Leading into national signing day in 2014, The World-Herald's Dirk Chatelain dug through the history books to pull out the juiciest Husker recruiting stories. We've brought them back out for your reading pleasure in advance of this year's signing day.
It was a five-part series that included stories about the historically awful 2000 recruiting class, the emergence of Steve Pederson, the exceptional hype that surrounded the 2005 class, a rare (but epic) battle between Tom Osborne and Barry Switzer, and another on Switzer's downfall leading to NU's rise.
Below are the links/headlines from each part in the series:
Not one player from the class of 2000 earned first-team all-conference honors. That’s unprecedented in Husker history. You can’t evaluate recruiting classes by results only. A recruiting class becomes great largely because of the instruction it receives. Clearly Nebraska’s player development machine had dipped in the early ‘00s.
Pederson became Nebraska’s recruiting coordinator at age 24. To say Pederson was committed would be an understatement. His five-year experience under Osborne is the foundation of Pederson’s obsession with recruiting. It’s why he fired Solich (a move that infuriated Osborne). It’s why he believed in Callahan. He understood the importance of recruiting. In the end, he probably placed too much importance on it.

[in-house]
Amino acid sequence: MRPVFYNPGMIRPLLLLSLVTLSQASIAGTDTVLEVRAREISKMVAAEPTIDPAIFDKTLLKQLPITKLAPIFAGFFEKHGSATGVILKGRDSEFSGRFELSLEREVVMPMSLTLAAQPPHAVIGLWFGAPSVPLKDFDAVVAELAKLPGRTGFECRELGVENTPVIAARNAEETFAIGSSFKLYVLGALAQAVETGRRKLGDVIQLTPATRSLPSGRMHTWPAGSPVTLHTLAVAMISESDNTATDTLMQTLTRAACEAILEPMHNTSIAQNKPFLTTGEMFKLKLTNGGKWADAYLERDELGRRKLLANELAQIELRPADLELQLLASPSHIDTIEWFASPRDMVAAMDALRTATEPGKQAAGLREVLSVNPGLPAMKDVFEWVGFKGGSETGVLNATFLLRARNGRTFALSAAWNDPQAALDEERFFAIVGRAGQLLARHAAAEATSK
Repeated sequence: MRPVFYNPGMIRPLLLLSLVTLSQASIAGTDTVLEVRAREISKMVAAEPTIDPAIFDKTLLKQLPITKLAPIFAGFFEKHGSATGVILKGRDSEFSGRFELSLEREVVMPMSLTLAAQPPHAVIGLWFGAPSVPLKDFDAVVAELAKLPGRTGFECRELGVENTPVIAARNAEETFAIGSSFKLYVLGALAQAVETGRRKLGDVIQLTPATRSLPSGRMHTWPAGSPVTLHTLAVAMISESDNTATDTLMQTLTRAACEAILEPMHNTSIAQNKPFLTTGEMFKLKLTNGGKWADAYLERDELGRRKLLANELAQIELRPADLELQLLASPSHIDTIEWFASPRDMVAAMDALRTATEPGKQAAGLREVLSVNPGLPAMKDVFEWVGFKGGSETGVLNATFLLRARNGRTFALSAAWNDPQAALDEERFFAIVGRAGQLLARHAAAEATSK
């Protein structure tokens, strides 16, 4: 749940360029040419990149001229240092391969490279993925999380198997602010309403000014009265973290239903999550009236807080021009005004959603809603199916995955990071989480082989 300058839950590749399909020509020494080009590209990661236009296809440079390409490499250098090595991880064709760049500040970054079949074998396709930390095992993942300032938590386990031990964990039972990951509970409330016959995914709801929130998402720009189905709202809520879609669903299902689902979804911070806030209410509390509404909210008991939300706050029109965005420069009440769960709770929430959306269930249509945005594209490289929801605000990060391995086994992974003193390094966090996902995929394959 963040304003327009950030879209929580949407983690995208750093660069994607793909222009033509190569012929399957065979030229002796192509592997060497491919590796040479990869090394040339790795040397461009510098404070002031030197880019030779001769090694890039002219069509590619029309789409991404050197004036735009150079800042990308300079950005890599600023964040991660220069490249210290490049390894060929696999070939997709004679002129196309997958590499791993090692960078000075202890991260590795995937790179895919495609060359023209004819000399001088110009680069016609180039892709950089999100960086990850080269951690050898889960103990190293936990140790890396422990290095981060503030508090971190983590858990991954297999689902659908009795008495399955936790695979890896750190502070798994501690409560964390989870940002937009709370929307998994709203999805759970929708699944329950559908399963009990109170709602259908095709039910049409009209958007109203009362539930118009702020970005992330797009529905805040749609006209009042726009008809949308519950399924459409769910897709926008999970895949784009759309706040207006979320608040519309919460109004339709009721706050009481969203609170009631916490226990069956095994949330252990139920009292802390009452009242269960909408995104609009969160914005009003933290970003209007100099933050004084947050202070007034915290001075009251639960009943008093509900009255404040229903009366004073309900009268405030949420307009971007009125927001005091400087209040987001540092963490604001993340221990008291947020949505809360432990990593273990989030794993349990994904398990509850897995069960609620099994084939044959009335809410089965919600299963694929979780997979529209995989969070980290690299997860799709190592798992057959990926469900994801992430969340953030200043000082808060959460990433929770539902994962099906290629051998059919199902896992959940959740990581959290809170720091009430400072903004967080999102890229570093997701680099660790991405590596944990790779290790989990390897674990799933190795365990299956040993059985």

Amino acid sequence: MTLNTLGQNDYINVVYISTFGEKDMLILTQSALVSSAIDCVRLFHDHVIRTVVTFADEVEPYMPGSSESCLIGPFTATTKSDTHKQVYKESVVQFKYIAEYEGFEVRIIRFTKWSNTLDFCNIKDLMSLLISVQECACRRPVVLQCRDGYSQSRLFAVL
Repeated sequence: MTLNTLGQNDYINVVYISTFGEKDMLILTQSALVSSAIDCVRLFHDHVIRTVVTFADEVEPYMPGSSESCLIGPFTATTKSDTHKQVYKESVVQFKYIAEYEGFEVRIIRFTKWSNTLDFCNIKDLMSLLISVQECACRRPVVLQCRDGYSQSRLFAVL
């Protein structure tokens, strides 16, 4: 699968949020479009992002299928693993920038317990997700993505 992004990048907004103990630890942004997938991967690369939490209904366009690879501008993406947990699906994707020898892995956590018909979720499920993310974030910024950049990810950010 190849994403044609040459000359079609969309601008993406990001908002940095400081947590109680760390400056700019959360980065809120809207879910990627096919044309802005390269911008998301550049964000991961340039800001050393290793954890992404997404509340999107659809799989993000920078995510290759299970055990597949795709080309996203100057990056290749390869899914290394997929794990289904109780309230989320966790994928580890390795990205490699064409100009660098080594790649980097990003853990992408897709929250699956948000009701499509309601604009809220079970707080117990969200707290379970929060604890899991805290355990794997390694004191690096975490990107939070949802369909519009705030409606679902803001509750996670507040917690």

Nebraska was coming off its worst season since 1961. But recruiting! Hallelujah! The suffering was gonna be over. It’s easy to look back more than 10 years later and shake your head. But here’s the thing: the 2005 recruiting class was actually pretty good.
How could the two winningest coaches of their era, conference rivals that run similar offensive systems, not tangle more often on the recruiting trail? It’s true. Barry Switzer and Tom Osborne didn’t duel often. But every once in a while, NU and OU went 15 rounds in February. And it was downright epic. Never more than 1987, when Omaha Central I-back Leodis Flowers was the target.
In January 1989, Will Shields became only the second Oklahoman of the Osborne/Switzer era to accept a Nebraska scholarship. That came while the OU program was falling deep into scandal. Switzer resigned five months later, and the Huskers would lose only once (1990) to Oklahoma during the rest of the Big Eight era.